Return-to-libc attack

A “return-to-libc” attack is an attack that is usually starting with a buffer overflow in which a subroutine return address on a call stack is replaced by an address of a subroutine that is already present in the process’s executable memory, bypassing the NX bit feature (if present) and ridding the attacker of the need to inject their own code.

On POSIX-compliant operating system the C standard library is commonly used to provide a standard runtime environment for programs writing in the C programming language. Although the attacker could make the code return anywhere, libc is the most likely target, as it is almost always linked to the program, and it provides useful calls for an attacker (such as the system function used to execute shell commands)


Network Mapping Threat


Reconnaissance enables adversaries to gather information about the target system including network topology, configurations, network dynamics.

This information can be used to identify system vulnerabilities, and to design and execute specific exploits.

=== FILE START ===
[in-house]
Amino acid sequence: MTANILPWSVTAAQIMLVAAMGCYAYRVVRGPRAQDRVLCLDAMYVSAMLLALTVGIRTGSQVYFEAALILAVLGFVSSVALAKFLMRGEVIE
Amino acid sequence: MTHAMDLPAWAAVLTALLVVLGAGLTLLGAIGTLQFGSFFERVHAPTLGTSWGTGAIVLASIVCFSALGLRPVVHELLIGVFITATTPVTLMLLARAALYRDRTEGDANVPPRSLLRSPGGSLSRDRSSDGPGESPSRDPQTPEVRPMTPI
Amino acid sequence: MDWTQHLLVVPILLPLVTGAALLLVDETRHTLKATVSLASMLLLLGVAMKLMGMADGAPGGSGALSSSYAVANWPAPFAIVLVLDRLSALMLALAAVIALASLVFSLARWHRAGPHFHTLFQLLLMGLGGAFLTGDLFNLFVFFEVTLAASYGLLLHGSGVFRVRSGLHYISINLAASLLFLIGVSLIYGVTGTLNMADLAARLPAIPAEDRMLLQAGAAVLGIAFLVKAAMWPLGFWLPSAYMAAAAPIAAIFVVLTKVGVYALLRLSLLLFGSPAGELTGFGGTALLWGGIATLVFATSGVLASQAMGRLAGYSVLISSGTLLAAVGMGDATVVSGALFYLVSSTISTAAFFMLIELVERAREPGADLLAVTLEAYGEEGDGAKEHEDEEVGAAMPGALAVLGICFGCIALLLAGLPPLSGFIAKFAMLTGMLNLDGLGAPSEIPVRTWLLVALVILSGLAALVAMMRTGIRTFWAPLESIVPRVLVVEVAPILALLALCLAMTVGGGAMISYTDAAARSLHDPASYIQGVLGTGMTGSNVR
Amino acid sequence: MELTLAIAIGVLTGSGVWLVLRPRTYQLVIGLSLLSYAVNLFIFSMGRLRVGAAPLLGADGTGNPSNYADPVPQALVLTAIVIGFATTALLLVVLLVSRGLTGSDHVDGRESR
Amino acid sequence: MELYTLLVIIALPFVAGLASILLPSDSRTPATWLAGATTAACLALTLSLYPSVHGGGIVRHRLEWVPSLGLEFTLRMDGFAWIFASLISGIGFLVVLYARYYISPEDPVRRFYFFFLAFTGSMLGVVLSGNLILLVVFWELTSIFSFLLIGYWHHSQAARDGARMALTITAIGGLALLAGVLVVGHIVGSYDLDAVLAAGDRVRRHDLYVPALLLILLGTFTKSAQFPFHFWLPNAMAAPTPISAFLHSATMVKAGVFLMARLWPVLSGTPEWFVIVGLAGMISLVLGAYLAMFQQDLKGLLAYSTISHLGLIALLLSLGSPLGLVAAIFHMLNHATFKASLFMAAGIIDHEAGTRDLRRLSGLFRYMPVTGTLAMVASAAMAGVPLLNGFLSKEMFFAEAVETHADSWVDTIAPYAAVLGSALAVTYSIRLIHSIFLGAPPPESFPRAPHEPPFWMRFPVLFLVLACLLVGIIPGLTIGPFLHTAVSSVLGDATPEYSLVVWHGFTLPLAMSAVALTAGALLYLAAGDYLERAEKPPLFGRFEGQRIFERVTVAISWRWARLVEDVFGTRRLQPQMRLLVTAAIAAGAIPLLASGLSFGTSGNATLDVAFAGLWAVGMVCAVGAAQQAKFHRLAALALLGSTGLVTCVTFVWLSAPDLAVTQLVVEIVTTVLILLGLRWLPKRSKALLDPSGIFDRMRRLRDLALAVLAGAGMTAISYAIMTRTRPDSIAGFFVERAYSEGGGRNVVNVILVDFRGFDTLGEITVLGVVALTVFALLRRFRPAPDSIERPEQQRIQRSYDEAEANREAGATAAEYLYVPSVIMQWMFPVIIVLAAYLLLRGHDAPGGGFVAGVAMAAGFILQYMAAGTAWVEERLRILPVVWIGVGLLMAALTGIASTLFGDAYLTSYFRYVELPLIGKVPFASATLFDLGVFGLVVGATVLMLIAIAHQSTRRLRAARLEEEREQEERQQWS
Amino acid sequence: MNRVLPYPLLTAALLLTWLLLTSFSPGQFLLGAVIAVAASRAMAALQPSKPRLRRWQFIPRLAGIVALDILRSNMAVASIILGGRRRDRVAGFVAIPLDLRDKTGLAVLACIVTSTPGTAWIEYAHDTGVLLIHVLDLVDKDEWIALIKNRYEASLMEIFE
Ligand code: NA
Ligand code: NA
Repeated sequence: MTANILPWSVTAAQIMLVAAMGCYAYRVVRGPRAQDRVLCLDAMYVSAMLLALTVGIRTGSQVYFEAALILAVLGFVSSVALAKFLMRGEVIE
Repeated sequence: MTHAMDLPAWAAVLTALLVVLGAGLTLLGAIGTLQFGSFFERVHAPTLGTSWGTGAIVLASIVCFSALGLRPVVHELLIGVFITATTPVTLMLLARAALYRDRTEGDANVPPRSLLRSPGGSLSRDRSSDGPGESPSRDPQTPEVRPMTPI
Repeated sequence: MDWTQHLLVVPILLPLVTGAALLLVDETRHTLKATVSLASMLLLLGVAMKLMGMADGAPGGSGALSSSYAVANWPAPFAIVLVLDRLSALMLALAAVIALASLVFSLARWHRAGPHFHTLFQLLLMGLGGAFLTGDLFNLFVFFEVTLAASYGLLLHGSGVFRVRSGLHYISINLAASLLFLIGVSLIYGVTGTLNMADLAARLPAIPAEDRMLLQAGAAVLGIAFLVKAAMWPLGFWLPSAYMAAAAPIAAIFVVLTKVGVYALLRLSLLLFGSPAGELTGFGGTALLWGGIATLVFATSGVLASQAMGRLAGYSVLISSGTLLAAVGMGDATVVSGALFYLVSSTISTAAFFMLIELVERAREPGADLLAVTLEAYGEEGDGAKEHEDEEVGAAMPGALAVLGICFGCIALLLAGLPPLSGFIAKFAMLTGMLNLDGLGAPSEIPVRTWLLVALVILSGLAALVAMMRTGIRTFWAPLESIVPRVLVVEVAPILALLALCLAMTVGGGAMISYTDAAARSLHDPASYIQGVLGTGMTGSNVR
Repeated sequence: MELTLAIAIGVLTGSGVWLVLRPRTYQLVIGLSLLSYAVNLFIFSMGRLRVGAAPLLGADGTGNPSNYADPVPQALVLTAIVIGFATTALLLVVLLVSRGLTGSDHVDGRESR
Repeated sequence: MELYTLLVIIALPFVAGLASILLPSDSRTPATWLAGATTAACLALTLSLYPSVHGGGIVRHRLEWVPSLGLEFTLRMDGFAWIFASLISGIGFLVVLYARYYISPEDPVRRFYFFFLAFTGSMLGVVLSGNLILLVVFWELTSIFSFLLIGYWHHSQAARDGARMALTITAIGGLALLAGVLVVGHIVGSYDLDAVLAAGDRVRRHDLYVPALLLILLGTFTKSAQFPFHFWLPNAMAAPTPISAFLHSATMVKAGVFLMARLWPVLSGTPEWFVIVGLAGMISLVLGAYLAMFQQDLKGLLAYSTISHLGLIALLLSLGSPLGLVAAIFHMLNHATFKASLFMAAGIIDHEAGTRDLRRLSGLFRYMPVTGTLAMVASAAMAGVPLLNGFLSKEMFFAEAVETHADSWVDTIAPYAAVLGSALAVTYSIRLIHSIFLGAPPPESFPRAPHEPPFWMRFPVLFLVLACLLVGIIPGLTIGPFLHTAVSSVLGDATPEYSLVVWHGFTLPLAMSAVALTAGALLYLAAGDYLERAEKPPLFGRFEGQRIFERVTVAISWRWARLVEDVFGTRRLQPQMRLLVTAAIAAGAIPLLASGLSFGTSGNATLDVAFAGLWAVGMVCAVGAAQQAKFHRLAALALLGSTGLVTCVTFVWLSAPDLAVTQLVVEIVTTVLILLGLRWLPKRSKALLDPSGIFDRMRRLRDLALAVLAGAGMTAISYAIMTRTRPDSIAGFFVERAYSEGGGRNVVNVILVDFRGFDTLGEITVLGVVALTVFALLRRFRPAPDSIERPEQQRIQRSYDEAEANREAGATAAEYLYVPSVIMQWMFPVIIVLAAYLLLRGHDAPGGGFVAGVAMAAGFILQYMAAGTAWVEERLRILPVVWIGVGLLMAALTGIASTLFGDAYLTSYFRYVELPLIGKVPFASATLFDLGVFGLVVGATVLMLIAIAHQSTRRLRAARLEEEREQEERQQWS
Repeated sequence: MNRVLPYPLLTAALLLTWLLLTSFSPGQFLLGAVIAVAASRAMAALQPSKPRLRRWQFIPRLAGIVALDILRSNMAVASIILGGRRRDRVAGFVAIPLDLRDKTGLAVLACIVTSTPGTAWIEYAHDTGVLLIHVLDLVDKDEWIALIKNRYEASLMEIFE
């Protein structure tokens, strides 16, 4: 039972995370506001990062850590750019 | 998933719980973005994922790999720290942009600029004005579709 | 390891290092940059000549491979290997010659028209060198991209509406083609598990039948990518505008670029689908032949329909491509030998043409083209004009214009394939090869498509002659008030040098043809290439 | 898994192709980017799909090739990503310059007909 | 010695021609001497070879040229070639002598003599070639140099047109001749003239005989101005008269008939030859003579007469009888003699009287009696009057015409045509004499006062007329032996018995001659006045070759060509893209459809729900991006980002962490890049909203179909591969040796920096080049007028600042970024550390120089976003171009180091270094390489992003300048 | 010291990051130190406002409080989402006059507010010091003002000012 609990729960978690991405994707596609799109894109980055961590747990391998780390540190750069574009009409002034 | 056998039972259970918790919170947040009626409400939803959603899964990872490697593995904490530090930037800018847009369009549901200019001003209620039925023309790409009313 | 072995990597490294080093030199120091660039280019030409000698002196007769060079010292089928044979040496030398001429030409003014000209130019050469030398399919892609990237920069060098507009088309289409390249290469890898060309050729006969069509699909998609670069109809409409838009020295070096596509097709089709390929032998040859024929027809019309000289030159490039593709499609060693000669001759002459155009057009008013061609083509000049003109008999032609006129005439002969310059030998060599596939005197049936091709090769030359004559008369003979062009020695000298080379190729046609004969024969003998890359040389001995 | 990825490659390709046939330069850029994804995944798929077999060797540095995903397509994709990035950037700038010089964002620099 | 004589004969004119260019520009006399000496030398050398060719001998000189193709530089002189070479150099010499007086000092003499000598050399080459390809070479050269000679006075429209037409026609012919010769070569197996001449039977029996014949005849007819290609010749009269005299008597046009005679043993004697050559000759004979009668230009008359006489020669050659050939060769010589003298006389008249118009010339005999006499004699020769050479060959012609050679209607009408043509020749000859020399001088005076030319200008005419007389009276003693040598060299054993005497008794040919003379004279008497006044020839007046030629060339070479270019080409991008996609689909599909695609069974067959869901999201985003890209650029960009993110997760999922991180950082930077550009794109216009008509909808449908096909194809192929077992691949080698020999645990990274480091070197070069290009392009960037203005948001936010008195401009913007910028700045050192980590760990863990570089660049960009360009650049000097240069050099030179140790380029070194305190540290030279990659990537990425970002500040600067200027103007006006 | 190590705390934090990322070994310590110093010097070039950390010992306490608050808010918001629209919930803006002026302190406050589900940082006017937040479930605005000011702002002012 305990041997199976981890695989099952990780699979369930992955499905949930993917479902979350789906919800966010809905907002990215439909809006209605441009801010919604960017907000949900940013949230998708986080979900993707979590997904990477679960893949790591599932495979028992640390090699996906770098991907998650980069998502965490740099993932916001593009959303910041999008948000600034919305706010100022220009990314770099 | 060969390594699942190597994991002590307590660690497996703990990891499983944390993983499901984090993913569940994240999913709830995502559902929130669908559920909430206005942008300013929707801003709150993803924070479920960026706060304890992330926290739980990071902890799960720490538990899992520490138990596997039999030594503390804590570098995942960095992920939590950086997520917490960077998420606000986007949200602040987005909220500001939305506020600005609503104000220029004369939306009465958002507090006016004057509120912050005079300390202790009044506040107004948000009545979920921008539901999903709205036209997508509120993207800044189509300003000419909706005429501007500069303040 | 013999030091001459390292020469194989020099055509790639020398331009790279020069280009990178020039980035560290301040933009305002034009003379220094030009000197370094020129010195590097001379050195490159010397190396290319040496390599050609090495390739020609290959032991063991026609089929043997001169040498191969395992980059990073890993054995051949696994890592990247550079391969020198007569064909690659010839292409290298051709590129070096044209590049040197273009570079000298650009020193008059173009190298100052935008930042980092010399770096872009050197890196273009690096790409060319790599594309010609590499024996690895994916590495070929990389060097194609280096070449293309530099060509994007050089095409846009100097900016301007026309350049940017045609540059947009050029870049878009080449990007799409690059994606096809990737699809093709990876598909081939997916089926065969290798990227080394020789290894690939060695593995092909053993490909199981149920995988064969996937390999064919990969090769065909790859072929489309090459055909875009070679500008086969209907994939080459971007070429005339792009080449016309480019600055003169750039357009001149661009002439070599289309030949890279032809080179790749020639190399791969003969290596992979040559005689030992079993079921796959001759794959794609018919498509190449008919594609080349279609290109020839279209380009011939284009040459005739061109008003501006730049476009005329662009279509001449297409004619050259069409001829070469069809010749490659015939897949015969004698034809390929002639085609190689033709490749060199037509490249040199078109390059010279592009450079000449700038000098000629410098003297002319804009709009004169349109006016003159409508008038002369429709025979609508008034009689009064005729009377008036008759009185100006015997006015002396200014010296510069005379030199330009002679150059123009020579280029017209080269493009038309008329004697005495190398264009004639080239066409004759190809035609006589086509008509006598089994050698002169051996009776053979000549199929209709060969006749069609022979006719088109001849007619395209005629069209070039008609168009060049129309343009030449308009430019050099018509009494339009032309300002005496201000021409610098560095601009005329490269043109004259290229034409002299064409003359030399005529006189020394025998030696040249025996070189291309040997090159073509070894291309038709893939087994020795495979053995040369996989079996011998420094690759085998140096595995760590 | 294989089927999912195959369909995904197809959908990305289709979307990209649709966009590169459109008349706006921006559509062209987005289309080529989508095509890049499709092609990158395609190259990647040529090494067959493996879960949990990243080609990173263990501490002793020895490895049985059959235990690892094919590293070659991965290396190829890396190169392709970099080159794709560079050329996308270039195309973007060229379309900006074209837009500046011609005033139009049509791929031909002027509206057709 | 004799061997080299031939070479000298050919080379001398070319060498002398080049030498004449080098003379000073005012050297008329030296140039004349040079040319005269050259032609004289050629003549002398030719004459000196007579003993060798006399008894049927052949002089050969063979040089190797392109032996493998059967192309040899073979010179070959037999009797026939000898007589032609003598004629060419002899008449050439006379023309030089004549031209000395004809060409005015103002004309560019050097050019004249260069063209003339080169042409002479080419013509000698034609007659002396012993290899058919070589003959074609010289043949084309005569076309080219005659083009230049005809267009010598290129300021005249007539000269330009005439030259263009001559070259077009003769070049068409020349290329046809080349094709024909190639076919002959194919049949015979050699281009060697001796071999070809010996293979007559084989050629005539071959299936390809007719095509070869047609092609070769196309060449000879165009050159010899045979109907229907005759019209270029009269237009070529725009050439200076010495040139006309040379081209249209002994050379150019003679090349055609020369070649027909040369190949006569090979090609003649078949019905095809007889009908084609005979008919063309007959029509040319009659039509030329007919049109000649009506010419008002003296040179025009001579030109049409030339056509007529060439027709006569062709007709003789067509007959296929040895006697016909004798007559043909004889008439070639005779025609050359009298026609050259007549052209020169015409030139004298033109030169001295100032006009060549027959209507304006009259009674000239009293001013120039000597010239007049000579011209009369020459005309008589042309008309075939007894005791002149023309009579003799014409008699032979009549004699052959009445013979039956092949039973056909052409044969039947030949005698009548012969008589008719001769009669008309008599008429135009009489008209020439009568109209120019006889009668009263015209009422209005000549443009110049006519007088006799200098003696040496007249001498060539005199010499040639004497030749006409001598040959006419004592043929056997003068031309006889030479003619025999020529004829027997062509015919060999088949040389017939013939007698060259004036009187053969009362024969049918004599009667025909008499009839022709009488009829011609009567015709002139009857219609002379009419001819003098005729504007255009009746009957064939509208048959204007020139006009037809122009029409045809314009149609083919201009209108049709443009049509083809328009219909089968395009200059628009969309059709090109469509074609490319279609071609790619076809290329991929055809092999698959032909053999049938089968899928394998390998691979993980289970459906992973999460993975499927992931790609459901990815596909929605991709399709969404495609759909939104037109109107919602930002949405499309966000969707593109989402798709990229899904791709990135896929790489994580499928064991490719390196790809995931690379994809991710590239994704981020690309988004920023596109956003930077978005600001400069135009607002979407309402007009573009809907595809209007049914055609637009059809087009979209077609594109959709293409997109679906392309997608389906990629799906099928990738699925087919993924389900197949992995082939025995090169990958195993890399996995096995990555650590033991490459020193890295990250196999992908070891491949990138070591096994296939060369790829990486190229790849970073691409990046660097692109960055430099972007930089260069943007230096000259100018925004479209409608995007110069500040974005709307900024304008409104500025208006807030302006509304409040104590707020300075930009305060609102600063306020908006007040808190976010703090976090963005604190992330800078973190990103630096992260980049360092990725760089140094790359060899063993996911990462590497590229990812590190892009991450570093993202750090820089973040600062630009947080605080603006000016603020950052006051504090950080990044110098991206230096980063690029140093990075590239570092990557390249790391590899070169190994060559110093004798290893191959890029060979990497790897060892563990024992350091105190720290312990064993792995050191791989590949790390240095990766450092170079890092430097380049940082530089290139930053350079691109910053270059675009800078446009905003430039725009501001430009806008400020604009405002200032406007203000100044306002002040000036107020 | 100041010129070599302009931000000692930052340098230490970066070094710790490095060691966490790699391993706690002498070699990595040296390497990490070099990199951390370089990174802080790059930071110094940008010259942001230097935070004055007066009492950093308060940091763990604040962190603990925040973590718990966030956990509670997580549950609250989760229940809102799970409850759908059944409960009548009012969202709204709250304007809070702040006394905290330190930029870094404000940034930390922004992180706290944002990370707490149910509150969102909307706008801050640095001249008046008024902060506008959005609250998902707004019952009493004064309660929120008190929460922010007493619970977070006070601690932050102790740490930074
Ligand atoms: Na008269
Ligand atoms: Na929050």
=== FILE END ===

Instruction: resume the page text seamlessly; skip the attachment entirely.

Procedure of Attack

Most network mapping tools perform their operations by using ICMP packets and TCP or UDP scans.

  • ICMP messages are typically used to verify connectivity or reachability of potential targets. TCP and UDP port scans are used to identify running services of a target. 
  • Replies (RCP RST, silent drop of ICMP unreachable) to scans can also reveal what services are allowed or filtered through transit devices. 
  • Additionally, the TTL field of IP packets is used to identify the distance between the target and the destination.

[1] SDN-based solutions for Moving Target Defense Network Protection, by Panos Kampanakis, in WoWMoM14